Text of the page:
Next week is an internet anniversary: it marks 10 years since the first six TED talks were posted online, on 27 June 2006.
In the decade since, more than 2,200 presentations have been made freely available on ted.com, offering accessible lectures of less than 20 minutes from many of the world’s leading academics, scientists, explorers and artists. There are also around 180,000 TED-Ed lessons: bite-size teacher-led videos tackling many subject areas.
In this week's TES, we look back at the five TED lectures that have had the greatest influence on teaching. Three of those top five speakers have been interviewed by, or written for TES in the past. Here’s what they had to say.
1. ‘Do schools kill creativity?’
by Sir Ken Robinson
Starting off from the premise that creativity is as important as literacy, Robinson’s disarmingly humorous presentation proposes a radical reimagining of Western education. The schools system, he says, has its roots in 19th-century industrialism and therefore privileges academic ability and subjects that would traditionally have made students employable over more diverse talents. He argues that teachers should focus on nurturing children’s readiness to try things out and make mistakes, attributes likely to stand them in much better stead in the far less predictable 21st century.
Views: 39 million
In TES: 'I'm not pushing a theory'
Sir Ken Robinson commands five-figure fees for appearances and inspires teachers around the world with his crusade to bring creativity into schools – but does he really have anything practical to offer them? TES asks the outspoken education reformer to address his critics.
2. ‘The power of believing that you can improve’
by Carol Dweck
You would find it difficult to find a teacher who doesn’t know what Dweck’s growth mindset theory is all about. Her talk, though, gives an insight into how the theory was developed and offers a chance to hear from her about how teachers can implement it.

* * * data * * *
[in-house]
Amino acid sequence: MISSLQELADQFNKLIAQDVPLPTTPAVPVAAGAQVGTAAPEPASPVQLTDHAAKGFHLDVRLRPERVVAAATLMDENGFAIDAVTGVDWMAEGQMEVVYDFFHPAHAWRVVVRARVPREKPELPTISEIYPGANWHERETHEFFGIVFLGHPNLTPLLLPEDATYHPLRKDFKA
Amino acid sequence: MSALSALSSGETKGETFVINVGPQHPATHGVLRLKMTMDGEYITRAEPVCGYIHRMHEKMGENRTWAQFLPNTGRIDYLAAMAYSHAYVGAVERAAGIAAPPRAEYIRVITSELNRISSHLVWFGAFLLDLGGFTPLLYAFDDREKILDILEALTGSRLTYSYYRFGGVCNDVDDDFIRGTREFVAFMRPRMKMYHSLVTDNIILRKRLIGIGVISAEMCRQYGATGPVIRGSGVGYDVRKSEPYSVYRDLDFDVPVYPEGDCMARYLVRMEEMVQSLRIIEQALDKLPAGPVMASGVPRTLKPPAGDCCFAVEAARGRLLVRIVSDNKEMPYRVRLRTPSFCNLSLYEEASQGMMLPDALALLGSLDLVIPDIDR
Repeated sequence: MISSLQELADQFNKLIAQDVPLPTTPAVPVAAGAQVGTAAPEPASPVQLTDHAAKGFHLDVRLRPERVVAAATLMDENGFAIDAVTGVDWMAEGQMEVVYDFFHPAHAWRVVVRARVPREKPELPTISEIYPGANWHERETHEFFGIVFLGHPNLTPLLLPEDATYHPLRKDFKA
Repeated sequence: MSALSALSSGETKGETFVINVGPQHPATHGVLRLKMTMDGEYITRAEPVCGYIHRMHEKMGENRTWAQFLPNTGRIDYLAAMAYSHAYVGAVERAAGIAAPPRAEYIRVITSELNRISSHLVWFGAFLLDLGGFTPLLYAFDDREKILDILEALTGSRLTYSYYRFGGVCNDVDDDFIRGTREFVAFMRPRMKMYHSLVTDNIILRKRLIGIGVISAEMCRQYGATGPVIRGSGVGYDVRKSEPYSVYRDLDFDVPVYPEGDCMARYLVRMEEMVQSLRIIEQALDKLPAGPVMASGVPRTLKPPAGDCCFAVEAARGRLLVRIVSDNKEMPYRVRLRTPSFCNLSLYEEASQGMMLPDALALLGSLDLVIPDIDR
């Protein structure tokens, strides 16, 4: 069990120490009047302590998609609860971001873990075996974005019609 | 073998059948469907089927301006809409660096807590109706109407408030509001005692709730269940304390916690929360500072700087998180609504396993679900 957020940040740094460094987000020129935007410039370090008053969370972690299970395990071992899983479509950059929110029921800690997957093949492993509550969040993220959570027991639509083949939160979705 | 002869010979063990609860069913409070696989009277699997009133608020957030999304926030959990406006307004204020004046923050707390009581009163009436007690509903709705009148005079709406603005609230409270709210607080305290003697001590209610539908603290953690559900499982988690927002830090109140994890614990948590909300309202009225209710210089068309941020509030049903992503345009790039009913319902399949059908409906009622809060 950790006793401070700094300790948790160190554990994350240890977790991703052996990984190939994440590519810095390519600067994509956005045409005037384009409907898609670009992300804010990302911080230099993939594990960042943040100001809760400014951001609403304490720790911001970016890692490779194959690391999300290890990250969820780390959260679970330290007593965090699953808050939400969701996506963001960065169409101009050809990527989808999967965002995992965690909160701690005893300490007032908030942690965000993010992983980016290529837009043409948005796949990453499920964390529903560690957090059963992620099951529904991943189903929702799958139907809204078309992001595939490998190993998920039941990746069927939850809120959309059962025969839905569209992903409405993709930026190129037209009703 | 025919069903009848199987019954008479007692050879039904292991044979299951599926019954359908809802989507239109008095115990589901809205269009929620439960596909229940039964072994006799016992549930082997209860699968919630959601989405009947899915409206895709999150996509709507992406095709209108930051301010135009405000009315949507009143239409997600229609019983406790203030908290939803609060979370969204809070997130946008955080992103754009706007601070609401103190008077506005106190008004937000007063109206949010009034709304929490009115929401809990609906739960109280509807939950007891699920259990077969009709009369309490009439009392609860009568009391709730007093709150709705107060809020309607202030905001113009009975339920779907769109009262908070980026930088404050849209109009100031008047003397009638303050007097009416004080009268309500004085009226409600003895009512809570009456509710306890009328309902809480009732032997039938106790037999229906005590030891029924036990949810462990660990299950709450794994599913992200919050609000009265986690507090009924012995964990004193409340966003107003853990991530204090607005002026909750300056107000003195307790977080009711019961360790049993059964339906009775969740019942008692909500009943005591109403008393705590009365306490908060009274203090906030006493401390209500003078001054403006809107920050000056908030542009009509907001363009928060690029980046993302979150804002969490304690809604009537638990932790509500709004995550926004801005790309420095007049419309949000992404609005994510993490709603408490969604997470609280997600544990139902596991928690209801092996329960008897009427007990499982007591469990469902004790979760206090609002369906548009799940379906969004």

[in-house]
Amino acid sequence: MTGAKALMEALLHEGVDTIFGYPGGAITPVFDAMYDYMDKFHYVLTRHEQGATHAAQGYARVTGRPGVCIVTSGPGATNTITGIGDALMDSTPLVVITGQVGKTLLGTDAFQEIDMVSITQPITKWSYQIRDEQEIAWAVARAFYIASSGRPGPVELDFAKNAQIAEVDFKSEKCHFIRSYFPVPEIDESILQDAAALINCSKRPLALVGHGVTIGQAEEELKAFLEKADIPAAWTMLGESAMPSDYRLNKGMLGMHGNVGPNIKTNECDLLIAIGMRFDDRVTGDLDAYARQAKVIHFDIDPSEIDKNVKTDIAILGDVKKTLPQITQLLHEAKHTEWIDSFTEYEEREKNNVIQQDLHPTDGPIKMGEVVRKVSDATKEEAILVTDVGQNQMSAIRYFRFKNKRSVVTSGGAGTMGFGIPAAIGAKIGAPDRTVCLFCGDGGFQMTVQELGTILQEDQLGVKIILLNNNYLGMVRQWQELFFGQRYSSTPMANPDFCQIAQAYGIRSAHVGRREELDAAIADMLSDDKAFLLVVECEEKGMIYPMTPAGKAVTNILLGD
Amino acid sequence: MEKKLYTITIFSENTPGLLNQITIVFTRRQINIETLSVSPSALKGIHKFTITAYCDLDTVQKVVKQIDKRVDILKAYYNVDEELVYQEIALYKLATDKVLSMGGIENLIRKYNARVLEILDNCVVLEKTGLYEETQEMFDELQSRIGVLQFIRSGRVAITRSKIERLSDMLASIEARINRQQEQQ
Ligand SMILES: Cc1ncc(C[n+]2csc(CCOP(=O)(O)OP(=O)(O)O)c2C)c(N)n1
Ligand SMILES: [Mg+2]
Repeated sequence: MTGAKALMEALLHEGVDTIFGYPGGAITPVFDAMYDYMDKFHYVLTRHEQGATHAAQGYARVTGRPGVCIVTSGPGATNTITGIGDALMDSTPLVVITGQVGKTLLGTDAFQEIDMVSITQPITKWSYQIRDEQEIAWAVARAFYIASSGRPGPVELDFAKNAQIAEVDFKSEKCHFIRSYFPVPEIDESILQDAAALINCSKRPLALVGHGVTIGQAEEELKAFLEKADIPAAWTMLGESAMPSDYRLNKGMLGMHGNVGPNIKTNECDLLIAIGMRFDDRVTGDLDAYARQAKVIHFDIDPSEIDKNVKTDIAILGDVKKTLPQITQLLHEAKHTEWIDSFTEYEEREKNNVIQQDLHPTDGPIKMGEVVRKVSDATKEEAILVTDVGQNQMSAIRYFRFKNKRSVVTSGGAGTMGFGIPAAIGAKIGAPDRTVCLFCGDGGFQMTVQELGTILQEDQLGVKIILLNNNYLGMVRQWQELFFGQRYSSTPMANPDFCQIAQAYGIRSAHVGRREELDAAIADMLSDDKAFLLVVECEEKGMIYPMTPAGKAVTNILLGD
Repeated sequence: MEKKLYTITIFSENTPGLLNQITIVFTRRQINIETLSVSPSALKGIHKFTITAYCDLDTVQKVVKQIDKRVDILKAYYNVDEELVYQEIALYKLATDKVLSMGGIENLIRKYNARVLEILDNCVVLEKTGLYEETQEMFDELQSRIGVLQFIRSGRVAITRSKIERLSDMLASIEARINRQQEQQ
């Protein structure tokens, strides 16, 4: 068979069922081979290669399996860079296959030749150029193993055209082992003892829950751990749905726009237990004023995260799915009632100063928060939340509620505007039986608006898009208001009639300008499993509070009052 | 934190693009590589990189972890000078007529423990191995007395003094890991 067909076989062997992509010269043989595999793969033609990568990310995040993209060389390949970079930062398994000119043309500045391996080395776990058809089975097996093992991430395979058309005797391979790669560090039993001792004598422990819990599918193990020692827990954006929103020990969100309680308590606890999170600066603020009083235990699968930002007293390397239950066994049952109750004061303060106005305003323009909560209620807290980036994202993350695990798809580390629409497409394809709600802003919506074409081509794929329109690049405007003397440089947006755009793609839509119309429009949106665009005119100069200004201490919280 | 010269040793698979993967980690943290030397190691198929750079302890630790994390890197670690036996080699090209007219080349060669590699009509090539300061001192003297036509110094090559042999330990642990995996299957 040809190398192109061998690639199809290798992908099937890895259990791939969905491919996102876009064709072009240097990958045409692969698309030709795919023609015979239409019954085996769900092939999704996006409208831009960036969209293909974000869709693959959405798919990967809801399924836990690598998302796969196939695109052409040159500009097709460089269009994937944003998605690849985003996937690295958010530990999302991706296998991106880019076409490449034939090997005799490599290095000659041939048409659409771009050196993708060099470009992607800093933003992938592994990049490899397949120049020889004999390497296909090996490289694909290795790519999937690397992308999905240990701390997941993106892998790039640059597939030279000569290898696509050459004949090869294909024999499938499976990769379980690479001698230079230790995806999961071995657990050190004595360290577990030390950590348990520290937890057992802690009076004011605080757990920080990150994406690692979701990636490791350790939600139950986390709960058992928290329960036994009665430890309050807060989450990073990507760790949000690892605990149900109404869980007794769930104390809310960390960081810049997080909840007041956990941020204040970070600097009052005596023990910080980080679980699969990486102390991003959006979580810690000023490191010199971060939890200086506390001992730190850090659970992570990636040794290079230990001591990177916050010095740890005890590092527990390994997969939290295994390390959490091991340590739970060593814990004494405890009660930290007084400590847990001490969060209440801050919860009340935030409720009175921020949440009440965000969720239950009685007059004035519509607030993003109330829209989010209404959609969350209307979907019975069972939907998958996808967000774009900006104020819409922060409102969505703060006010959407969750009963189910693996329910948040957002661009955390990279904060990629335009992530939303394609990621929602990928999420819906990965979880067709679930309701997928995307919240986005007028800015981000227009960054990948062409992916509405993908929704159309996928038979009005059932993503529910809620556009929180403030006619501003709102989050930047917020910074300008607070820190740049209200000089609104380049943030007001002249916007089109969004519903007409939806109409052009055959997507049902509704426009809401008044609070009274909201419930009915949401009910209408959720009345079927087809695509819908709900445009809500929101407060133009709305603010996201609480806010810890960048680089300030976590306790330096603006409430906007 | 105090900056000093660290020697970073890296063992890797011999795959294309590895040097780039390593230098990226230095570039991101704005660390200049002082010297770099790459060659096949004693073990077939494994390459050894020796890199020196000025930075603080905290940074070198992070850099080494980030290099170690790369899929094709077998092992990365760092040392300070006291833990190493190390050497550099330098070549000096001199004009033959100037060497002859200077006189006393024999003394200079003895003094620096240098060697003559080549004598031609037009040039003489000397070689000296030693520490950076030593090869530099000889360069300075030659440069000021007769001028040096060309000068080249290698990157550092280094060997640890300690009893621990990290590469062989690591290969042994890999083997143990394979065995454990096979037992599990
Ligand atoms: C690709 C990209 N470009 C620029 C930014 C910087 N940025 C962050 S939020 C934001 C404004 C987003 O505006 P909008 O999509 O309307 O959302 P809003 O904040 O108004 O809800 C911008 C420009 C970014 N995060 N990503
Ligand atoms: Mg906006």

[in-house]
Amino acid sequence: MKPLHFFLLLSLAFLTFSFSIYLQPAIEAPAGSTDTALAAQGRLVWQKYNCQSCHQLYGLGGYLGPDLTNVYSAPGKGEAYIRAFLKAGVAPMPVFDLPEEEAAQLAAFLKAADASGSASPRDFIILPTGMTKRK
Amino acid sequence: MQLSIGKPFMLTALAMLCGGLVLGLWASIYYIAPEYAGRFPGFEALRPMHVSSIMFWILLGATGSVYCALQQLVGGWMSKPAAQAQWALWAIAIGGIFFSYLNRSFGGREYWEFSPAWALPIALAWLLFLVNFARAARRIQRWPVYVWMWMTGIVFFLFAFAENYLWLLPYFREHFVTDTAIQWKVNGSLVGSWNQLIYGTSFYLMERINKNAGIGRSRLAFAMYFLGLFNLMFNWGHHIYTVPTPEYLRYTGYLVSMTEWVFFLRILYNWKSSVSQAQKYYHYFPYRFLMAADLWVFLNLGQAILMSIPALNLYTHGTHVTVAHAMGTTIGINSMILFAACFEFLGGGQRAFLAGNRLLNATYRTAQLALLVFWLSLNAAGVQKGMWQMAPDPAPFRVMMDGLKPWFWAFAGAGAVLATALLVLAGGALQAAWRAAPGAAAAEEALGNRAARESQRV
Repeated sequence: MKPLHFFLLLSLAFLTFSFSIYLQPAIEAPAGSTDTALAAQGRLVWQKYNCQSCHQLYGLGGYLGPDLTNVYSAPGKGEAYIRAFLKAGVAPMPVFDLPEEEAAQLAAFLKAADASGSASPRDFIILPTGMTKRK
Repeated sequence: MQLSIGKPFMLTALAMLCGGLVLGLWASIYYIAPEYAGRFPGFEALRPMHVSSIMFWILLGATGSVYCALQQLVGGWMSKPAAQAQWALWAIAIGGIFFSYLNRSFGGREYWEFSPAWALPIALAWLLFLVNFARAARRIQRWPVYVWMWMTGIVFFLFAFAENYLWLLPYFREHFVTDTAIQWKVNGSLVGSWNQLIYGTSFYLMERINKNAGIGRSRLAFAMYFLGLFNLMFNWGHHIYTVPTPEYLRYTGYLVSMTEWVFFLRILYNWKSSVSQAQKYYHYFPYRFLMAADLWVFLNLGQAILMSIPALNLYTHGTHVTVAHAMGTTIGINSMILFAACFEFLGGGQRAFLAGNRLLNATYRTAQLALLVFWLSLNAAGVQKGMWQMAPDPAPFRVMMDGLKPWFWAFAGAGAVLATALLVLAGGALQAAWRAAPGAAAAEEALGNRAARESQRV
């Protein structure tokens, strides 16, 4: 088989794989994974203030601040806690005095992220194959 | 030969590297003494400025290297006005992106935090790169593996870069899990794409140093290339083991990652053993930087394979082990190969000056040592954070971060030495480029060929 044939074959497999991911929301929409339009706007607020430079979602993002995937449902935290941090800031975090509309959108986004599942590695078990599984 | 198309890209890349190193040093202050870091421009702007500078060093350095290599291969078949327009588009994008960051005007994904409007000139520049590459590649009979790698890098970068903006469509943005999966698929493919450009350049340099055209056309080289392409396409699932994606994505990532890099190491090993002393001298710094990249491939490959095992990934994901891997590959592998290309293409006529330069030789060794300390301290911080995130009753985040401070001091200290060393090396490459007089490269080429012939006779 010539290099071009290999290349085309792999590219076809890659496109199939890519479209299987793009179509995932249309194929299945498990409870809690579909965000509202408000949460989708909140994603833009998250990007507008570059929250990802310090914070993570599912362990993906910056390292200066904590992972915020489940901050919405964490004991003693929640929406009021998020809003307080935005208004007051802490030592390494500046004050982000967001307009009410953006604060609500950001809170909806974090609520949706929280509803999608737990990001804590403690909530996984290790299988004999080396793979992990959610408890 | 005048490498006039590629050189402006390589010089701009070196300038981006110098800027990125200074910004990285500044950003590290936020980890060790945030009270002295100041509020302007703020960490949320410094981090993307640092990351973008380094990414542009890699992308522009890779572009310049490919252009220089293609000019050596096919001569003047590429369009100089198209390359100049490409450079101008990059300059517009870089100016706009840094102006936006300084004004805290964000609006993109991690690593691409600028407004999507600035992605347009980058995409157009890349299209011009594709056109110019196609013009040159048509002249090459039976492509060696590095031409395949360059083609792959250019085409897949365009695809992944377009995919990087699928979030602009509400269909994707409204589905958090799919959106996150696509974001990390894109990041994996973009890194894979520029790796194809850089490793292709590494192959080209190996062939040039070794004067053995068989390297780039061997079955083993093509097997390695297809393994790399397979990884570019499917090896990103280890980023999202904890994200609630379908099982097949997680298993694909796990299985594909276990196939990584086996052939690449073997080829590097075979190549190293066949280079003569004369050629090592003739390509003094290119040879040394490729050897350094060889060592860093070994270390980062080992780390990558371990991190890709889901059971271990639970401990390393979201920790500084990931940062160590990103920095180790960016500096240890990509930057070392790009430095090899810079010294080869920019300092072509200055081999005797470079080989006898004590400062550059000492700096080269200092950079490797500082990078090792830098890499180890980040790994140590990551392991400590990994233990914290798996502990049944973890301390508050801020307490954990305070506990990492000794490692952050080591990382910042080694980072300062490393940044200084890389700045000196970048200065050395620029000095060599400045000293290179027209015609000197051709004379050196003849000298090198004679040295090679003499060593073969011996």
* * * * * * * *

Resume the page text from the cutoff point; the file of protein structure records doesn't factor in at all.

Views: 4.2 million
In TES: ‘Teachers have been held back by testing’
Educational guru Carol Dweck talks to TES about the impact of her growth-mindset theory and the years of research that went into its “overnight” success.
3. ‘The child-driven education’
by Dr Sugata Mitra
Mitra describes his 12 years of research that began with his “Hole in the Wall” study in a Delhi slum, where he embedded a computer with high-speed internet into a wall and filmed as children, who did not speak English and had never seen a computer before, quickly and ably taught themselves and their peers to use it. This led on to a series of tests around the globe to try to demonstrate that children have the capacity to teach themselves what they want to learn, even across language barriers.
Views: 2.3 million
In the age of the internet – where we find things out when we need them, not if we need them – traditional processes of education are outdated and must change, writes Sugata Mitra, a professor of educational technology.
You can read the full article in the 24 June edition of TES. This week's TES magazine is available in all good newsagents. To download the digital edition, Android users can click here and iOS users can click here